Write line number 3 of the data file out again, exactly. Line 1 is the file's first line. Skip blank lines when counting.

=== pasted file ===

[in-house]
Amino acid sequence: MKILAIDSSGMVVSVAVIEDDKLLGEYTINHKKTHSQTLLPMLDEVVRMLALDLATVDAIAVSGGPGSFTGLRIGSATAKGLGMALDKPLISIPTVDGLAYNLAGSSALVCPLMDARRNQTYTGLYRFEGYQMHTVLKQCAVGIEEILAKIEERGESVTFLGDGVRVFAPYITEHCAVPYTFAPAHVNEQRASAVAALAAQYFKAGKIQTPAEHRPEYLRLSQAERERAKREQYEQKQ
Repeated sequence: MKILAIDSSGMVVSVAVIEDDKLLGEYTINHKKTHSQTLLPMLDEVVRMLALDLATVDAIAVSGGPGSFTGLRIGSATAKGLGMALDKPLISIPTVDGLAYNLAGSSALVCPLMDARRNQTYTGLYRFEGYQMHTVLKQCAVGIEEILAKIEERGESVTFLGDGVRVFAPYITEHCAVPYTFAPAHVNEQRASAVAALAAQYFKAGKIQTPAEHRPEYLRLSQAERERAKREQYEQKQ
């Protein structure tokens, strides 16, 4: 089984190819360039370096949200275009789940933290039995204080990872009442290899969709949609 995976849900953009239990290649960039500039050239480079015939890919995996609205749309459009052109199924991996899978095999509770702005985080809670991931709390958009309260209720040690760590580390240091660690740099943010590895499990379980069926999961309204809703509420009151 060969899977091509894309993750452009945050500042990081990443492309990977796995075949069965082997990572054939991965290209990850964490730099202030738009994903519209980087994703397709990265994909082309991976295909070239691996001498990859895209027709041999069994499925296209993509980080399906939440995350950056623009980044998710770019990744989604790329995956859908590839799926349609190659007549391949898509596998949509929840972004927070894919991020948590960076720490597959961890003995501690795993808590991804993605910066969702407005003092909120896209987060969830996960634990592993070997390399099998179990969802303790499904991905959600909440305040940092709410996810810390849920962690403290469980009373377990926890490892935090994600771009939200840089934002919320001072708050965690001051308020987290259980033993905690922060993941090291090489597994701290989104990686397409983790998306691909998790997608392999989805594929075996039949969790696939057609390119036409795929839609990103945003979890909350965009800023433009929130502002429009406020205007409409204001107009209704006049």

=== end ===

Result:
Repeated sequence: MKILAIDSSGMVVSVAVIEDDKLLGEYTINHKKTHSQTLLPMLDEVVRMLALDLATVDAIAVSGGPGSFTGLRIGSATAKGLGMALDKPLISIPTVDGLAYNLAGSSALVCPLMDARRNQTYTGLYRFEGYQMHTVLKQCAVGIEEILAKIEERGESVTFLGDGVRVFAPYITEHCAVPYTFAPAHVNEQRASAVAALAAQYFKAGKIQTPAEHRPEYLRLSQAERERAKREQYEQKQ